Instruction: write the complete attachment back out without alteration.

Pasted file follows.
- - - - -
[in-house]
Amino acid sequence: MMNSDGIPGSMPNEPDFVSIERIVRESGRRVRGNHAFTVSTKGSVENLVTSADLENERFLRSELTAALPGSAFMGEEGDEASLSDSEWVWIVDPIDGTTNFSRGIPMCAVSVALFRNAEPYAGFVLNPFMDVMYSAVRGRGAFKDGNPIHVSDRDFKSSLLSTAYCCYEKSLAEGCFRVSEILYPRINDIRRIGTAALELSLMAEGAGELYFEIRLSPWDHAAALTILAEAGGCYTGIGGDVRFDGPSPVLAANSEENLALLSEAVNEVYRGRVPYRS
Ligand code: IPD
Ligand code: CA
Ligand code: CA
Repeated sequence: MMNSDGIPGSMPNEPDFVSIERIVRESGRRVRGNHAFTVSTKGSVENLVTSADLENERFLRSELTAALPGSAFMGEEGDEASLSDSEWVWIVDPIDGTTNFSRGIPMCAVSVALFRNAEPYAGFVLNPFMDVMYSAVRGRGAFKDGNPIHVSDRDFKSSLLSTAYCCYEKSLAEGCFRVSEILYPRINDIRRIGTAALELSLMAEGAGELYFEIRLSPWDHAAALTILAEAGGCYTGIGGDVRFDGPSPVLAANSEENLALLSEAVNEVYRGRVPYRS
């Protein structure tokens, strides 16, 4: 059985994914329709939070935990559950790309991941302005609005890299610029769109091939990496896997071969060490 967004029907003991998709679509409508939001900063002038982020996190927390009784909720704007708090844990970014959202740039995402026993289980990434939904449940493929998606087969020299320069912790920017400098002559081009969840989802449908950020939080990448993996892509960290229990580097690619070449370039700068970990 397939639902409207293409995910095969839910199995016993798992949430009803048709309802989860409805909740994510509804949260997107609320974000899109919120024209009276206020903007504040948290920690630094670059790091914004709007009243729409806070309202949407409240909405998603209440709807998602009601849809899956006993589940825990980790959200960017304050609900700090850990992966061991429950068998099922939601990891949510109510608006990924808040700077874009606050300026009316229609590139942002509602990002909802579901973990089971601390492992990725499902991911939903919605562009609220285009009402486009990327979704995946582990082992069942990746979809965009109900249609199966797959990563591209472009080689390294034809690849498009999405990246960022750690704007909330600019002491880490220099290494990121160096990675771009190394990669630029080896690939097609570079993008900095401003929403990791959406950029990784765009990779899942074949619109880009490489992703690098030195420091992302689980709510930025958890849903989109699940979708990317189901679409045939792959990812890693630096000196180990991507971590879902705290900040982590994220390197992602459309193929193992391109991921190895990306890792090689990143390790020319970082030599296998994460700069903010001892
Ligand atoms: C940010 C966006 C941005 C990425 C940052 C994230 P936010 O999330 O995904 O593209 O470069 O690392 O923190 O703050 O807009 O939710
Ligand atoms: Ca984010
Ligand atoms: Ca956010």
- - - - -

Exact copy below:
[in-house]
Amino acid sequence: MMNSDGIPGSMPNEPDFVSIERIVRESGRRVRGNHAFTVSTKGSVENLVTSADLENERFLRSELTAALPGSAFMGEEGDEASLSDSEWVWIVDPIDGTTNFSRGIPMCAVSVALFRNAEPYAGFVLNPFMDVMYSAVRGRGAFKDGNPIHVSDRDFKSSLLSTAYCCYEKSLAEGCFRVSEILYPRINDIRRIGTAALELSLMAEGAGELYFEIRLSPWDHAAALTILAEAGGCYTGIGGDVRFDGPSPVLAANSEENLALLSEAVNEVYRGRVPYRS
Ligand code: IPD
Ligand code: CA
Ligand code: CA
Repeated sequence: MMNSDGIPGSMPNEPDFVSIERIVRESGRRVRGNHAFTVSTKGSVENLVTSADLENERFLRSELTAALPGSAFMGEEGDEASLSDSEWVWIVDPIDGTTNFSRGIPMCAVSVALFRNAEPYAGFVLNPFMDVMYSAVRGRGAFKDGNPIHVSDRDFKSSLLSTAYCCYEKSLAEGCFRVSEILYPRINDIRRIGTAALELSLMAEGAGELYFEIRLSPWDHAAALTILAEAGGCYTGIGGDVRFDGPSPVLAANSEENLALLSEAVNEVYRGRVPYRS
């Protein structure tokens, strides 16, 4: 059985994914329709939070935990559950790309991941302005609005890299610029769109091939990496896997071969060490 967004029907003991998709679509409508939001900063002038982020996190927390009784909720704007708090844990970014959202740039995402026993289980990434939904449940493929998606087969020299320069912790920017400098002559081009969840989802449908950020939080990448993996892509960290229990580097690619070449370039700068970990 397939639902409207293409995910095969839910199995016993798992949430009803048709309802989860409805909740994510509804949260997107609320974000899109919120024209009276206020903007504040948290920690630094670059790091914004709007009243729409806070309202949407409240909405998603209440709807998602009601849809899956006993589940825990980790959200960017304050609900700090850990992966061991429950068998099922939601990891949510109510608006990924808040700077874009606050300026009316229609590139942002509602990002909802579901973990089971601390492992990725499902991911939903919605562009609220285009009402486009990327979704995946582990082992069942990746979809965009109900249609199966797959990563591209472009080689390294034809690849498009999405990246960022750690704007909330600019002491880490220099290494990121160096990675771009190394990669630029080896690939097609570079993008900095401003929403990791959406950029990784765009990779899942074949619109880009490489992703690098030195420091992302689980709510930025958890849903989109699940979708990317189901679409045939792959990812890693630096000196180990991507971590879902705290900040982590994220390197992602459309193929193992391109991921190895990306890792090689990143390790020319970082030599296998994460700069903010001892
Ligand atoms: C940010 C966006 C941005 C990425 C940052 C994230 P936010 O999330 O995904 O593209 O470069 O690392 O923190 O703050 O807009 O939710
Ligand atoms: Ca984010
Ligand atoms: Ca956010």